my argument as to why self-employment would make a difference in gurdwara attendance (ie. in some cases pushing the numbers down) would be because to be self-employed often times means you're working on the weekends and at times the work you're doing ends up being a 'family business' with all individuals contributing. perhaps i'm simply speaking from personal experience and noting issues that may have affected gurdwara attendance for my family at various times – but to be self-employed is often a job that continues on the weekends and evenings too…

  38. Sundari says:

    RT, apologies for the delay in my response…

    there are differencs as you can see. the north east has very few sikhs and an incredible high number of sikhs in self-employment, i can onl,yh think racism is the reason.

    perhaps due to these circumstances (ie. self-employment, increased racism) – gurdwara attendance would be higher in the north east? my argument would be that people are coming together as a community to deal with these adversities and thus, gurdwara attendance would be increased.

    interested to hear your thoughts on these figures. also, why does self-employment make a difference to gurdwara attendene – not all sikhs own shops who are self-employed

    my argument as to why self-employment would make a difference in gurdwara attendance (ie. in some cases pushing the numbers down) would be because to be self-employed often times means you’re working on the weekends and at times the work you’re doing ends up being a ‘family business’ with all individuals contributing. perhaps i’m simply speaking from personal experience and noting issues that may have affected gurdwara attendance for my family at various times – but to be self-employed is often a job that continues on the weekends and evenings too…

  39. Sundari says:

    Mewa,

    Finally with returning to the Gurdwaras not being a ‘welcoming’ place, this argument is often made, but can we think of concrete solutions and concrete programs to make it more ‘welcoming.’ Would this change attendance too?

    Agreed. Making gurdwaras more 'welcoming' would definitely help, but it's only part of the solution. What's going to happen when gurdwaras are seen as more welcoming and we're still not seeing an increase in participation. What we need is for individuals to feel connected with their gurdwaras, to actively participate, to want to gain something back from it and finally, to want to see it succeed.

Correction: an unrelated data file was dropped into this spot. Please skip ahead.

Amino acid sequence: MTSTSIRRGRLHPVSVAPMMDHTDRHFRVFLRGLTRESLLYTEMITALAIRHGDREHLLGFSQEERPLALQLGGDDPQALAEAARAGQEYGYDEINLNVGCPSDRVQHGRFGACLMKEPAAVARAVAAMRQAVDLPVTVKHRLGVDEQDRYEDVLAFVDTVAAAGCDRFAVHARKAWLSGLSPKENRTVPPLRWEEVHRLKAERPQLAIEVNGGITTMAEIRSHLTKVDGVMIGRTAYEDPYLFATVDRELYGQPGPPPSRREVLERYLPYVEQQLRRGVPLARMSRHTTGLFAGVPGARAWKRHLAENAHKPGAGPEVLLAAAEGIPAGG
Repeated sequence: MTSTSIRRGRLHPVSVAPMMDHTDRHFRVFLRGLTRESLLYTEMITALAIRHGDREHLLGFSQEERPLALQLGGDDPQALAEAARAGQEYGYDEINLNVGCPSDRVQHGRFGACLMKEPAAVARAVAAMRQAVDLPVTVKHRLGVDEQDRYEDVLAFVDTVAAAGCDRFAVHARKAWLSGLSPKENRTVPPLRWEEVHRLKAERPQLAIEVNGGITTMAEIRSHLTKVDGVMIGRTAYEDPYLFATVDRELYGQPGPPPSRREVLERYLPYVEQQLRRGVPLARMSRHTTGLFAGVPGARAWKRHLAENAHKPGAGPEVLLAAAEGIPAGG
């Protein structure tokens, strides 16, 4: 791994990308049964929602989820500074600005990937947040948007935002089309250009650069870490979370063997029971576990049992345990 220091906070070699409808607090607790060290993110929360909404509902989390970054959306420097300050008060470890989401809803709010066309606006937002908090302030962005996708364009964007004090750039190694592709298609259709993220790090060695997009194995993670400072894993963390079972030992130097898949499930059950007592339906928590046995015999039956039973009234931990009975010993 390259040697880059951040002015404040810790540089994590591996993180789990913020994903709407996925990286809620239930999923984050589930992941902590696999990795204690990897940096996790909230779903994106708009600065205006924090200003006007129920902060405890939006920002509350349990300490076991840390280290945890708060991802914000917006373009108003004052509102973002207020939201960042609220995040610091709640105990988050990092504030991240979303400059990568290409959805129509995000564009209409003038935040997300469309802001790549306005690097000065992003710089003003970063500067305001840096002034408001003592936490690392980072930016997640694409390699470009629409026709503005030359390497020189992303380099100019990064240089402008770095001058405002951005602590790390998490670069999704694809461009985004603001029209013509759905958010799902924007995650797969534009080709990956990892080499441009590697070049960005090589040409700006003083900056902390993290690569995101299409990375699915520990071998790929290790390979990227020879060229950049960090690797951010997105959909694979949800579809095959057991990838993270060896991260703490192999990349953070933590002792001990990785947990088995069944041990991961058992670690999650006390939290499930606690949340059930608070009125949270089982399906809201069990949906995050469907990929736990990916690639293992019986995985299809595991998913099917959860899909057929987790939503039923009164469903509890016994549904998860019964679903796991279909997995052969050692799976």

40. Sundari says:

    Mewa,

    Finally with returning to the Gurdwaras not being a welcoming place, this argument is often made, but can we think of concrete solutions and concrete programs to make it more welcoming. Would this change attendance too?

    Agreed. Making gurdwaras more ‘welcoming’ would definitely help, but it’s only part of the solution. What’s going to happen when gurdwaras are seen as more welcoming and we’re still not seeing an increase in participation. What we need is for individuals to feel connected with their gurdwaras, to actively participate, to want to gain something back from it and finally, to want to see it succeed.

  41. Mewa Singh says:

    Sundari,

    So what do you suggest we do so all those things occur?

  42. Mewa Singh says:

    Sundari,

    So what do you suggest we do so all those things occur?

  43. Surjit singh says:

    Hello,

    There was a question raised in a gurdwara, to which there were several answers but I am not sure to who is correct. The question is: Can a gurdwara building be rented to a muslim running a business with a muslim name, on a building with the Sikh Khanda? Shouls we sikhs not give priority to sikhs? At what point does money (rent) become more important than the "religion"?

    I would appreciate if anyone has a clear-cut answer to these questions.

    Thank you.

  44. Surjit singh says:

    Hello,
    There was a question raised in a gurdwara, to which there were several answers but I am not sure to who is correct. The question is: Can a gurdwara building be rented to a muslim running a business with a muslim name, on a building with the Sikh Khanda? Shouls we sikhs not give priority to sikhs? At what point does money (rent) become more important than the “religion”?
    I would appreciate if anyone has a clear-cut answer to these questions.
    Thank you.

  45. Roop Dhillon says:

    If that muslim is not insulting the relogion and is respecting the GGS et cetra, than morally it is difficult to say no to him, as the 4 doors are open to all…depends upon what that Muslim is selling and how he is behavioing towards the Gurdwara and Sikhs? After all you could get a Sikh pedaling things that disrespect Sikhi or who is a clear sinner…so who is worst?

    Judge not the man for being a Muslim, judge him in context of how he behaves towards Sikhs

  46. Roop Dhillon says:

    If that muslim is not insulting the relogion and is respecting the GGS et cetra, than morally it is difficult to say no to him, as the 4 doors are open to all…depends upon what that Muslim is selling and how he is behavioing towards the Gurdwara and Sikhs? After all you could get a Sikh pedaling things that disrespect Sikhi or who is a clear sinner…so who is worst?

    Judge not the man for being a Muslim, judge him in context of how he behaves towards Sikhs

  47. Margie says:

    I found this interesting. I am doing an M.A. in Theology at Liverpool Hope Uni. Keep up the good work!

  48. Margie says:

    I found this interesting. I am doing an M.A. in Theology at Liverpool Hope Uni. Keep up the good work!